Centre for Kent History and Heritage

Thomas Walsingham and Scadbury


Thomas Walsingham and Scadbury

Final reminder, the Brook Rural Museum Medieval Fayre is this Saturday between 10am and 3pm – as well as the stunning barn and its collection, there will be a wide range of demonstrations and other activities: https://brookruralmuseum.org.uk/ . Although in other ways this week is quieter, there are further events coming up in July that I want to flag up as well as reporting on Dr Janet Clayton’s presentation yesterday. Moreover, Dr Astrid Stilma has volunteered to provide a blog later this week on the Aphra Behn conference, with special emphasis on the dramatic performances that CCCU funded. Consequently, I’m going to keep this one shorter than usual.

In order, firstly Kieron Hoyle will be speaking at Dover Museum on Thursday 18 July at 7.30pm. The title of her talk is ‘The Maison Dieu and Dover’ where she will explore the fascinating and turbulent history of the Maison Dieu in the 16th century, especially the building’s many lives from pilgrim hospital and store house to a victualling yard for the Royal Navy. This free talk can be booked at: https://bookwhen.com/maison-dieu/e/ev-s0ug-20240718193000

Secondly, Dr Heidi Stoner (Senior Lecturer in Early Medieval Archaeology, CCCU), as part of the CBA Festival of Archaeology at Canterbury Cathedral will be giving a talk in the Cathedral Archives on Thursday 25 July at 6.30pm. Her talk is on ‘Finding Vikings’ and she will be discussing recent discoveries and ideas in Viking Studies and how these have the potential to aid the ways researchers can approach studying Vikings in Kent. Tickets are £5 and pre-booking is required at https://www.canterbury-cathedral.org/events

Janet starts her presentation

Now to the last of the Kent History Postgraduates group presentations for 2023-24 and our speaker was Janet, who has revisited a topic she did several years ago but which has now come back into the foreground because of recent archaeological discoveries at Scadbury. Thomas Walsingham, the first of that name to hold Scadbury was a highly successful London merchant and royal servant, as much at ease around the court at Westminster as he was in London’s Guildhall or the port of London where he operated first as an importer of wine from France and, as his career progressed, he traded in a range of goods including the export of wool. As a contemporary, more or less of Richard Whittington, he shared such literary interests, and among the possessions mentioned in his will of 1457 are several books and his book cupboard.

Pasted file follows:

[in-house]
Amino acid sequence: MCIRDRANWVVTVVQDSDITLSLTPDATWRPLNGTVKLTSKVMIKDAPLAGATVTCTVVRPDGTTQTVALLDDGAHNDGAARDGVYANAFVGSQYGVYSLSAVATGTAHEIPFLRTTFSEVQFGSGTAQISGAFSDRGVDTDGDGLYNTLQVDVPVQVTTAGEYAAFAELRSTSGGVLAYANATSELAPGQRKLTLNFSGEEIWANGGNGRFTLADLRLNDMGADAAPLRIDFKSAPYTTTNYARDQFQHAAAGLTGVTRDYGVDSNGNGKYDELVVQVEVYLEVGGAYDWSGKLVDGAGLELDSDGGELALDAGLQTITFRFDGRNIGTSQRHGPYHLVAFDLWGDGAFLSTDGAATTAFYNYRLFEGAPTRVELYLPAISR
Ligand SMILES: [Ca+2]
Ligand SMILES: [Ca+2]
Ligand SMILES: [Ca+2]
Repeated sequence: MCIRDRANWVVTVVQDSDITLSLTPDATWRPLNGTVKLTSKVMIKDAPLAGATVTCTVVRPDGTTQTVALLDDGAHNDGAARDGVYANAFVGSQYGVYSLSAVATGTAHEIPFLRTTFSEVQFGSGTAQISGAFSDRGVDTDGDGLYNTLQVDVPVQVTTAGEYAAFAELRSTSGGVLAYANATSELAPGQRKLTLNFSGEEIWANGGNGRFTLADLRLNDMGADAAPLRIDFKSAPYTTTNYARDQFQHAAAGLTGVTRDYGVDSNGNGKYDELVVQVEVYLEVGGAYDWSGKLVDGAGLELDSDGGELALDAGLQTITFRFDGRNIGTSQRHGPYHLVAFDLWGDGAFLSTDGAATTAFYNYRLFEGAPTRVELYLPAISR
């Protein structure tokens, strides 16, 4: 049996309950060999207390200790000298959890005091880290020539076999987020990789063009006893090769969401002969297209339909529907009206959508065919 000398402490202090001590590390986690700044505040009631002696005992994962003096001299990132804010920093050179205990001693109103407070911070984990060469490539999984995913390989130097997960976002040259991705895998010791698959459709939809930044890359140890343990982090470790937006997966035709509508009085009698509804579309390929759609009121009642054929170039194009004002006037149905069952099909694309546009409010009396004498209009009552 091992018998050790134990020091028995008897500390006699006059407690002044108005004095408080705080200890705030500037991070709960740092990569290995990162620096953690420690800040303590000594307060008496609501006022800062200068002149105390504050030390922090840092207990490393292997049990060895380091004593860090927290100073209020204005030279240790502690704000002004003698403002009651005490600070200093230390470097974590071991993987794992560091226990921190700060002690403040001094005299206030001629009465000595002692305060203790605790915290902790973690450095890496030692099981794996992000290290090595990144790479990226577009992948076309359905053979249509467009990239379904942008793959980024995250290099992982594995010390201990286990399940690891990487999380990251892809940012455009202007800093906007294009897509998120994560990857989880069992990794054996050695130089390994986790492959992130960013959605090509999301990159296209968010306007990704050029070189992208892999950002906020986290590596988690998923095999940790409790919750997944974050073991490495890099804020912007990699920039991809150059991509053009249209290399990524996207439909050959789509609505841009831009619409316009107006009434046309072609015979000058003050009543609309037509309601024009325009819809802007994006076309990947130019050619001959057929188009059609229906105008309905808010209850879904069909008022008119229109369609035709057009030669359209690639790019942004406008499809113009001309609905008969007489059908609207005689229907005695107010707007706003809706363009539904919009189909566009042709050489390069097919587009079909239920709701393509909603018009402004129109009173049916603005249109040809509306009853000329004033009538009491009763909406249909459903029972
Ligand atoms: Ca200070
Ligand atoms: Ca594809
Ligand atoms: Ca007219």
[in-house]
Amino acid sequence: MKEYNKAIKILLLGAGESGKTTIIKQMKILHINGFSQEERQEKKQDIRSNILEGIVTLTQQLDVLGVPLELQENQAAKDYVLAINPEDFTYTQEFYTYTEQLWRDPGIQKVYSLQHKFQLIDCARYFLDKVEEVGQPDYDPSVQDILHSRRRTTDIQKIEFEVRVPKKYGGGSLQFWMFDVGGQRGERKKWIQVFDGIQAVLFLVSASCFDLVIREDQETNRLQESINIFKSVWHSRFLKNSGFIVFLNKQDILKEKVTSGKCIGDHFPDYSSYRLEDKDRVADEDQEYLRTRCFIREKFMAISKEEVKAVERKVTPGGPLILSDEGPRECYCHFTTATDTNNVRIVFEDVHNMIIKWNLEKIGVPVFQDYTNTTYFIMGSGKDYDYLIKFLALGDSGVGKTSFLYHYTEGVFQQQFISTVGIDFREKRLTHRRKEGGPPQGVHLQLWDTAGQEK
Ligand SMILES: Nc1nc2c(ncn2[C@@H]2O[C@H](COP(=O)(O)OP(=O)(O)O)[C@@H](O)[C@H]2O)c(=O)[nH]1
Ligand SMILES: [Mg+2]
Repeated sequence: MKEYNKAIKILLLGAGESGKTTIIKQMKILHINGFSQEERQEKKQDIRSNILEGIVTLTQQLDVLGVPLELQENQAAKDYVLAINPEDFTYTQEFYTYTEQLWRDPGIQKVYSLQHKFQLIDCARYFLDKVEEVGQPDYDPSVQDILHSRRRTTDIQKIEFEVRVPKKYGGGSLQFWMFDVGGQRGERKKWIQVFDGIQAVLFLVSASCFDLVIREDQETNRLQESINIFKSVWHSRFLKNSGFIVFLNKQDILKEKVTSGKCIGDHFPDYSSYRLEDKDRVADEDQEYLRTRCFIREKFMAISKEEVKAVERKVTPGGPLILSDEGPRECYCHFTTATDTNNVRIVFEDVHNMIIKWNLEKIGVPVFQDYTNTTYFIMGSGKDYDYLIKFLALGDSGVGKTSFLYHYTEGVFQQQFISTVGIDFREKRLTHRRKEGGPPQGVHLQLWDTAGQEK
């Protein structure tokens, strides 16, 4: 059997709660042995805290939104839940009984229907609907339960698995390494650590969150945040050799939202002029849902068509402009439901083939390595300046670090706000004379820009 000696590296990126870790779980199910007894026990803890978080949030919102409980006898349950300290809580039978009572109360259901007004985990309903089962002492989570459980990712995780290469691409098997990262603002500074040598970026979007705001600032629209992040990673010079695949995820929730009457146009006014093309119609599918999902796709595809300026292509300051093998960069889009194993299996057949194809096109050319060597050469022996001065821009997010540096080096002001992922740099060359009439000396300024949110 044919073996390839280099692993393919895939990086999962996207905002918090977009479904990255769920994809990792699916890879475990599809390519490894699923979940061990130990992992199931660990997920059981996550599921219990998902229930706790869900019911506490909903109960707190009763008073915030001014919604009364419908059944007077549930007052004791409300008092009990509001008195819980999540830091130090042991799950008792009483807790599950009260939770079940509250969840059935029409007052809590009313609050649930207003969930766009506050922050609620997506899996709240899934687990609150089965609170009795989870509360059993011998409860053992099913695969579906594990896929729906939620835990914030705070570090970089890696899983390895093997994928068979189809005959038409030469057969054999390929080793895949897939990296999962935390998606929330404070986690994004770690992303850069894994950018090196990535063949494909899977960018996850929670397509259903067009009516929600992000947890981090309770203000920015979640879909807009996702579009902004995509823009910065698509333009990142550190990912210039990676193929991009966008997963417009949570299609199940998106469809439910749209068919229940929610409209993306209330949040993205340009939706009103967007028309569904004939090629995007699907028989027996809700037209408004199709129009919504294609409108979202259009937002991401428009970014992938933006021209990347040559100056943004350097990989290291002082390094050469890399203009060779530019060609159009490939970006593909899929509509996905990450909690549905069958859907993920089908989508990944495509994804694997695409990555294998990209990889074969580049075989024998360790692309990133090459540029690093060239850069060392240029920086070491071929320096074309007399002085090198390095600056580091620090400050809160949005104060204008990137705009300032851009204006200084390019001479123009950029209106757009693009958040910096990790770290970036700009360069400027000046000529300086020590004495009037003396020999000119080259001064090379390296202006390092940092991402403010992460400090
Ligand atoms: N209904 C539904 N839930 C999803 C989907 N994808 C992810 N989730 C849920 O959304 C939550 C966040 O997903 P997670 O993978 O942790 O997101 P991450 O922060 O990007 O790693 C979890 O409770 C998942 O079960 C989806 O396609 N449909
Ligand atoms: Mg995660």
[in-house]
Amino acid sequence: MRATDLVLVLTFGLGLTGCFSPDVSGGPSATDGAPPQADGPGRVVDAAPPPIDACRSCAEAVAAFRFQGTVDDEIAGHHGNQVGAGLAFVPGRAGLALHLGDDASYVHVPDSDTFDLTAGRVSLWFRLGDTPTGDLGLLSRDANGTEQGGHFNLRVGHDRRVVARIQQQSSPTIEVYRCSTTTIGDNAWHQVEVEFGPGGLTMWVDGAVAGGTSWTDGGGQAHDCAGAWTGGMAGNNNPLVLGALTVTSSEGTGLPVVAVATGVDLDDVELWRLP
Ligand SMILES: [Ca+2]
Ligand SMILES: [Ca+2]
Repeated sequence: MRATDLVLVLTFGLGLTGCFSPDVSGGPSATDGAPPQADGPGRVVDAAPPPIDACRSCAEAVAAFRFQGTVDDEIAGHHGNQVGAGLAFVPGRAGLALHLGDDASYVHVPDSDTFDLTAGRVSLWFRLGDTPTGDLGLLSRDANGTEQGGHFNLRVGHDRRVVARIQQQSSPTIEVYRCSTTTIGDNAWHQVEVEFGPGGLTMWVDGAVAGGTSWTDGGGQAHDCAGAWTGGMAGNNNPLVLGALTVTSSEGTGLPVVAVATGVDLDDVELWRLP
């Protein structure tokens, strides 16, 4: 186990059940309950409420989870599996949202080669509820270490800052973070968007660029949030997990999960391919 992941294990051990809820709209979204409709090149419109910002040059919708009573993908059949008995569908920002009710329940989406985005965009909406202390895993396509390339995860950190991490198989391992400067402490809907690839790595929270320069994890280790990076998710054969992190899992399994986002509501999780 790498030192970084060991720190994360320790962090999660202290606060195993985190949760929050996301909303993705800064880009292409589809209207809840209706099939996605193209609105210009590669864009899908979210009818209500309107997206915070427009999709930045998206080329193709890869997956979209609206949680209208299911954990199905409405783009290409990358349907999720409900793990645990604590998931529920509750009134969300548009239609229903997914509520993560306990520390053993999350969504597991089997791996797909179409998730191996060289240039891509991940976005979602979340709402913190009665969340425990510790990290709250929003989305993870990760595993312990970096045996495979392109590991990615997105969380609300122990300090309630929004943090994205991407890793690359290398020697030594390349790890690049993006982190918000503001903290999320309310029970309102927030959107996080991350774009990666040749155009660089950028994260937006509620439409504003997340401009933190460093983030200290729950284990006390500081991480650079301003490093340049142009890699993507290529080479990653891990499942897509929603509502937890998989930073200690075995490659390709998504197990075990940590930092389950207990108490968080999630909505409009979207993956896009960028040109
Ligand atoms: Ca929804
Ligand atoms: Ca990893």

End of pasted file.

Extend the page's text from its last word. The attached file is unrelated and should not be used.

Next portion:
When Janet started on her research relatively little was known about him, the historiography primarily comprising a History of Chislehurst published in 1899 and the entry in the History of Parliament series because he had been a Member of Parliament, although interestingly not for London but the West Country, perhaps linked to his trading connections. Nevertheless, Janet was able to extend this considerably using a wide range of sources, some of which have only recently become better known. So with this as her background, Janet began by discussing Thomas’ parentage.

Alan Walsingham was a cordwainer who dealt in white leather and Juliana his mother, too, was from an East Anglian family being a Massingham. Alan was successful and as well as being a master cordwainer, becoming master of the company in 1383, twelve years later he acquired an inn called the Tabard of the Hoop where he would have brewed as well as sold beverages and perhaps an adjoining tenement called Le Forge. These properties were in the parish of St Benet’s Gracechurch and therefore slightly to the north of London bridge.

Janet discusses where Thomas would have lived as a child in London

Young Thomas as a member of the vintner’s company was soon supplying wine to Richard II, which meant he was working closely with the king’s butler Gregory Ballard, a connection that would be important to both men and to their offspring. Moreover, this success meant that in 1398 he was in a position to lease a property in Cornhill with his father called le Grenegate. Thomas was able to ride the storm of the change of monarch and he was on good terms with Henry IV’s new butler, John Payn, while Ballard joined the household of the archbishop of Canterbury. Continuing to prosper, Thomas was on good terms with Thomas Chaucer, another royal servant which took him into the orbit of the Beauforts, as well gaining a royal appointment as Gauger of Wine at the Cinque Ports in 1404 and three years later the king granted him the lease of Le Grenegate for life.